…something like HMAC is used rather than a plain hash.
HMAC is a keyed hash… which means it additionally provides unforgeability.
A “plain hash” (which I assume to include cryptographic hashes) merely provides collision resistance, while a HMAC provides both collision resistance and unforgeability… because an attacker is unable to calculate a new, valid HMAC of a modified/forged message ($m$), unless that attacker also has the needed key to produce a new, valid, and verifiable HMAC.
If you would use a (let’s just call it) “unkeyed” hash, an attacker would be able to modify/change the message ($m$) if that attacker would have (for example) guessed or intercepted your encryption key, or if that attacker would be able to break your encryption in any way. The problem (better: security issue) in this case is that you would potentially be accepting and decrypting ciphertext from the attacker instead of the expected sender, and you would never learn about the fact that the message $m$ has been messed with. Your simple hash would be useless… as all it provides is collision resistance and that’s it.
When you use a HMAC, that same attacker would additionally have to successfully guess/intercept the key for your HMAC (that is, unless you use the same key for both the encryption and the HMAC… which certainly isn’t the smartest idea because that would make it easier for an attacker to forge-it-all). So, the use of a keyed hash does not only provide collision resistance like an unkeyed hash, it also lets you verify if $m$ is authentic (unforgeability).
Keeping it short and simple: creating a “simple hash” of some plaintext is a piece of cake for an attacker; but trying to create a valid and verifiable “keyed hash” is a completely different and more complicated beast. So, compared to the use of a regular hash function, HMAC practically adds an additional layer of security. That is one of the main reasons to prefer HMACs over “unkeyed” hashes.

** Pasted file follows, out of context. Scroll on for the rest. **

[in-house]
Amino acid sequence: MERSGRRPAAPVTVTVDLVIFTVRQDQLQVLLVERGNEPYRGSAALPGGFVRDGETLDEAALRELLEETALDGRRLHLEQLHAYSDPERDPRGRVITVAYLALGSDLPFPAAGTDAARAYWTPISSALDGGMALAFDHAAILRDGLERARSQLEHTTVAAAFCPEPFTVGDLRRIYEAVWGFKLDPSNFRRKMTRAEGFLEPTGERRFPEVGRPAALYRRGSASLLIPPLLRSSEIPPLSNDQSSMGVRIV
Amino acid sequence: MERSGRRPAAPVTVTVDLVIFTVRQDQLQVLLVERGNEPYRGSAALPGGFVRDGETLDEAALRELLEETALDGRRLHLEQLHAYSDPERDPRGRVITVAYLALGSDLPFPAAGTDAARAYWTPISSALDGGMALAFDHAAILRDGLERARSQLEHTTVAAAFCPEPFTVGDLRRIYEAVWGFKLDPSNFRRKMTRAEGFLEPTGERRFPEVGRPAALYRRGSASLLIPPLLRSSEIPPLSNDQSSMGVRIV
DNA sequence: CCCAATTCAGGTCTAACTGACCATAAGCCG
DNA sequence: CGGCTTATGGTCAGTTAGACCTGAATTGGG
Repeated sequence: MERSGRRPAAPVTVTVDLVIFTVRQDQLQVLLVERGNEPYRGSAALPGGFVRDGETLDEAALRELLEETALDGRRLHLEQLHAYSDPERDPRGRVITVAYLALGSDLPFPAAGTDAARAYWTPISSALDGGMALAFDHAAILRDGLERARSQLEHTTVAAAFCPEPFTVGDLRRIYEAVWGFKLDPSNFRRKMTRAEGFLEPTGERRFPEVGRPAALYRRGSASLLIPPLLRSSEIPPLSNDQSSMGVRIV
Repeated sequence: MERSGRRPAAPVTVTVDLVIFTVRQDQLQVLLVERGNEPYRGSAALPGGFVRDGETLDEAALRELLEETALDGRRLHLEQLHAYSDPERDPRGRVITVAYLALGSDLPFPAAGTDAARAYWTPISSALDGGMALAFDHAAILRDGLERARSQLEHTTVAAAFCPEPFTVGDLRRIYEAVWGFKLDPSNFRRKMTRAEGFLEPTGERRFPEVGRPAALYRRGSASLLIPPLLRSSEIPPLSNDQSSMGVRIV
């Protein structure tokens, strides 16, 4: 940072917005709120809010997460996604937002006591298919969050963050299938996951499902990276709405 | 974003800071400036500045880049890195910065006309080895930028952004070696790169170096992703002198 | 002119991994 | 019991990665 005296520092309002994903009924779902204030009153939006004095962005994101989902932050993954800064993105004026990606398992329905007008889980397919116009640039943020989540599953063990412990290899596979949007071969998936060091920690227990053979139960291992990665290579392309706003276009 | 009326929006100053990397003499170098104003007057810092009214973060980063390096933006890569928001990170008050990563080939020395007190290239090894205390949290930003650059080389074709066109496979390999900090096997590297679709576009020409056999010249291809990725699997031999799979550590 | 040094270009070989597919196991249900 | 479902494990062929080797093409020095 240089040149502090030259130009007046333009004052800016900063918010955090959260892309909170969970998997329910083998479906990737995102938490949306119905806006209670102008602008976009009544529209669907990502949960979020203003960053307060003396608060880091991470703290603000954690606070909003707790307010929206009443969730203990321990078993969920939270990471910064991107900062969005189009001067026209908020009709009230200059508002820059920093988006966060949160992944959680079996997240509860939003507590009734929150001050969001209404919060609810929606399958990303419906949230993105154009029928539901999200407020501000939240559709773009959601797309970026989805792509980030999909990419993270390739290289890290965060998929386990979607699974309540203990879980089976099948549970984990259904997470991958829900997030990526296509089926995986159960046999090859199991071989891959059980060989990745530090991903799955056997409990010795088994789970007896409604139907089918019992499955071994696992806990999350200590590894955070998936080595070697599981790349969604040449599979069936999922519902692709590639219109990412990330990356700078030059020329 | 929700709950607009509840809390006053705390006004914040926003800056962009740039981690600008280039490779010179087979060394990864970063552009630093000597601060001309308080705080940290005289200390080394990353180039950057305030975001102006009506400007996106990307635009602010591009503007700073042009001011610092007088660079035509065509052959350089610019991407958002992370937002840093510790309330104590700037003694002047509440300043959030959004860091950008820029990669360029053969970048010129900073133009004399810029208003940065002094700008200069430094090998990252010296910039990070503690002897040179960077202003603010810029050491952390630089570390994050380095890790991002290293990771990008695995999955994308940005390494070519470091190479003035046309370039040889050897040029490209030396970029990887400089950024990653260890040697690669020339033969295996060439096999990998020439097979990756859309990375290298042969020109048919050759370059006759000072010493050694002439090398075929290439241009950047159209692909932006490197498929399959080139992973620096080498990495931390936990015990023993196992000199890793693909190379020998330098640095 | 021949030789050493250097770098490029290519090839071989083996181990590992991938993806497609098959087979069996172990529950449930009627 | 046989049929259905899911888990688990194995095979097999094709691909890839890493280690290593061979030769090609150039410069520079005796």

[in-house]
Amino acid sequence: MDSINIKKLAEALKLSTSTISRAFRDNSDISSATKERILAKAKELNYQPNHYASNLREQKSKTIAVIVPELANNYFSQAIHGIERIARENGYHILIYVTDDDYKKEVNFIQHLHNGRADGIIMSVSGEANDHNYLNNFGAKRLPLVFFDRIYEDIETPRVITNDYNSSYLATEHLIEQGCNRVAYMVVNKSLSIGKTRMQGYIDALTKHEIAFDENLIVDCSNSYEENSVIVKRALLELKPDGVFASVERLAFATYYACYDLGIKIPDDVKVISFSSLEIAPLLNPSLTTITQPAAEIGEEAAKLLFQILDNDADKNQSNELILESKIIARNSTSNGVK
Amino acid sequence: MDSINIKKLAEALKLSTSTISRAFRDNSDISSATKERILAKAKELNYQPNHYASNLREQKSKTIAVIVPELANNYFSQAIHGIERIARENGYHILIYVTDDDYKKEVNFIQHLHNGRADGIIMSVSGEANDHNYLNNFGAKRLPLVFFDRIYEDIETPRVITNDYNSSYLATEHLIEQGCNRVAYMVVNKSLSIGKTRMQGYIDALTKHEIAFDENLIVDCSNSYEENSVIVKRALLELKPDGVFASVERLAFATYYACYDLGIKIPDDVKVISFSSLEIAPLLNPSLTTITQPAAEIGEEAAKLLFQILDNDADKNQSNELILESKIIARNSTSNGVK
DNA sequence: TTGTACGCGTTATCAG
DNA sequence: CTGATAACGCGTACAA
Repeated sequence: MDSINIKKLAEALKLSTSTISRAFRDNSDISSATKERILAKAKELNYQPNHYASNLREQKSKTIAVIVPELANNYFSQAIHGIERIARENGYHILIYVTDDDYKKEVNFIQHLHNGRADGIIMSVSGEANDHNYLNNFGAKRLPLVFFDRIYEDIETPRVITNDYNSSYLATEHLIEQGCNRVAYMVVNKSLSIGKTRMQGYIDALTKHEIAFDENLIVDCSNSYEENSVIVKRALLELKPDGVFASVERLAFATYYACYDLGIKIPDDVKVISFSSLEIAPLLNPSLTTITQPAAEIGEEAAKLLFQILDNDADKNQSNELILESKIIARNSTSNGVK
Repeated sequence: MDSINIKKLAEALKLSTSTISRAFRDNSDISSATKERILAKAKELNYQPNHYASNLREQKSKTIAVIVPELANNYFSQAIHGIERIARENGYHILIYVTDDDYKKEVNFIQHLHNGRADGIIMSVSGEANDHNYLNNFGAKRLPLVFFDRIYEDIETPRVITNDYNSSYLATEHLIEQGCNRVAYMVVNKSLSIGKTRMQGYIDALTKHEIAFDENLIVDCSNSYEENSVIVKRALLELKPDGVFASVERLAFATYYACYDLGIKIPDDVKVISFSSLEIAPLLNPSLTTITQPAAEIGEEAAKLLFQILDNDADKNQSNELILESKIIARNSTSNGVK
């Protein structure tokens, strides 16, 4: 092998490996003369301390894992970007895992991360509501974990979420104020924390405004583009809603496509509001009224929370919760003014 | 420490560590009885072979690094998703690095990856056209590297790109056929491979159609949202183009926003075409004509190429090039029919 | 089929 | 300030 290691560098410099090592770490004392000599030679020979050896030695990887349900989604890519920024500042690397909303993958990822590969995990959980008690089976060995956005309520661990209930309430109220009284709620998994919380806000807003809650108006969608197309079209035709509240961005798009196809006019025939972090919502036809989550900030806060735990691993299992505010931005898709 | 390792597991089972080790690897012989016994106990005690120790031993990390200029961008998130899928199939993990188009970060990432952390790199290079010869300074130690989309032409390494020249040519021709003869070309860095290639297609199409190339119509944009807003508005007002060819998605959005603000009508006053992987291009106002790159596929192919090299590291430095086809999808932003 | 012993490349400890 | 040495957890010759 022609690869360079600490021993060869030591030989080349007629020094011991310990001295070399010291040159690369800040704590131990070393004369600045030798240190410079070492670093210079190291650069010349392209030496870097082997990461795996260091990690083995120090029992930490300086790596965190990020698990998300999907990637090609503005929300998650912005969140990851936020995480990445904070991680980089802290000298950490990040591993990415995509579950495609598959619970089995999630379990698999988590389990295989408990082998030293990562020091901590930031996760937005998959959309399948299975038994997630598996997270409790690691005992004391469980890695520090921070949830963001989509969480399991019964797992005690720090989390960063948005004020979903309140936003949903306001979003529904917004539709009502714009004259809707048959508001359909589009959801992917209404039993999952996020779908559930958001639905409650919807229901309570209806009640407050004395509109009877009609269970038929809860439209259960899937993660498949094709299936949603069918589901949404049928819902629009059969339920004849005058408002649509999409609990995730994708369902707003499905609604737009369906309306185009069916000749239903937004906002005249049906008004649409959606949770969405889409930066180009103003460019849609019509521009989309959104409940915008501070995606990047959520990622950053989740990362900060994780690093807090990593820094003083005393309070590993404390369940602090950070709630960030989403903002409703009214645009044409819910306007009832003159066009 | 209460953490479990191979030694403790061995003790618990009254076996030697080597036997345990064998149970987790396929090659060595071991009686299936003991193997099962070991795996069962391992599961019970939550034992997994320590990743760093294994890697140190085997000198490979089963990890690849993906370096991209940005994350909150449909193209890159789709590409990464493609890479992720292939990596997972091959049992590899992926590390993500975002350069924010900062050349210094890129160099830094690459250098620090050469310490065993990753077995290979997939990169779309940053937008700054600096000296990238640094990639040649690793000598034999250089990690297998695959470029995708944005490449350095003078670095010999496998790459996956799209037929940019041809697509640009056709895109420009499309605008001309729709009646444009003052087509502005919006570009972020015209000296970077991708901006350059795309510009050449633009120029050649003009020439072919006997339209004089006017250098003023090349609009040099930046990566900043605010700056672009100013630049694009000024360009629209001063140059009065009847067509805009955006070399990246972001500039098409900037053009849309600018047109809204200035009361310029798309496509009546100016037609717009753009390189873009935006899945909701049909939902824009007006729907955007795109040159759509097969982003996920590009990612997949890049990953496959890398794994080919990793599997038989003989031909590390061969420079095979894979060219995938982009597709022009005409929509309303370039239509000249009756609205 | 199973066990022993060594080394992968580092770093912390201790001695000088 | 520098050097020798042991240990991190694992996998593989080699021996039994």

Note that I’m not saying your
Encrypt(m | H(m)) method would be insecure (that mainly depends on the encryption… better: the used algorithm and key choice). All I’m explaining is why it’s logic to prefer a MAC over a simple hash, and that a simple hash would give you nothing if your encryption fails/breaks.
…does this not fulfill an approximation of the ideal MAC?
…no secure protocol seems to use it. Why?
If you can get an additional, well-vetted security layer for free, why would you want to avoid or ignore it?
You once said “HMAC seems a bit complicated”, but if you look at it you will notice that it also gives you a good chunk of “unforgeability” in return. See, sometimes, things are “a bit complicated” for a good reason… and people prefer to use it for exactly that reason. In this case, to gain unforgeability.